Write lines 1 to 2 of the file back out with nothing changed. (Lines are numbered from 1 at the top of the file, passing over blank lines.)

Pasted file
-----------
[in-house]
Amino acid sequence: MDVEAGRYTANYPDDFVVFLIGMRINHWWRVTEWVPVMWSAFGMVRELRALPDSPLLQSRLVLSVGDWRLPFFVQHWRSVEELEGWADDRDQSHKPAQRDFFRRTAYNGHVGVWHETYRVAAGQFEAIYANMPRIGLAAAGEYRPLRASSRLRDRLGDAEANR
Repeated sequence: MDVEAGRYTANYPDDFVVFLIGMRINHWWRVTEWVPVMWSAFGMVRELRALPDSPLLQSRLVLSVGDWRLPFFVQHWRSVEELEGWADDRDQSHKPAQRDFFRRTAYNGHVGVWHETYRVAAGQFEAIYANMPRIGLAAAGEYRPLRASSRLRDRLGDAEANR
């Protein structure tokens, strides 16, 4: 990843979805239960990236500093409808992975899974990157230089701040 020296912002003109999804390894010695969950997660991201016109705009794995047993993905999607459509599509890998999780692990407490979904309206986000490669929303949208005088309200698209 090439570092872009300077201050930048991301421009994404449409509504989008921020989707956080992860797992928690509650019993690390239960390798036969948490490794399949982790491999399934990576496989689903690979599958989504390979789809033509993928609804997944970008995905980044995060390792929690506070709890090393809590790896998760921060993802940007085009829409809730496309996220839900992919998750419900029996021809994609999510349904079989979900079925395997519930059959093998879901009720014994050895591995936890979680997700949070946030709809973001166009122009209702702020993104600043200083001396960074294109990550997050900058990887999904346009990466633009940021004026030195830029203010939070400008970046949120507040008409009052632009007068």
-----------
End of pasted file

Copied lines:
[in-house]
Amino acid sequence: MDVEAGRYTANYPDDFVVFLIGMRINHWWRVTEWVPVMWSAFGMVRELRALPDSPLLQSRLVLSVGDWRLPFFVQHWRSVEELEGWADDRDQSHKPAQRDFFRRTAYNGHVGVWHETYRVAAGQFEAIYANMPRIGLAAAGEYRPLRASSRLRDRLGDAEANR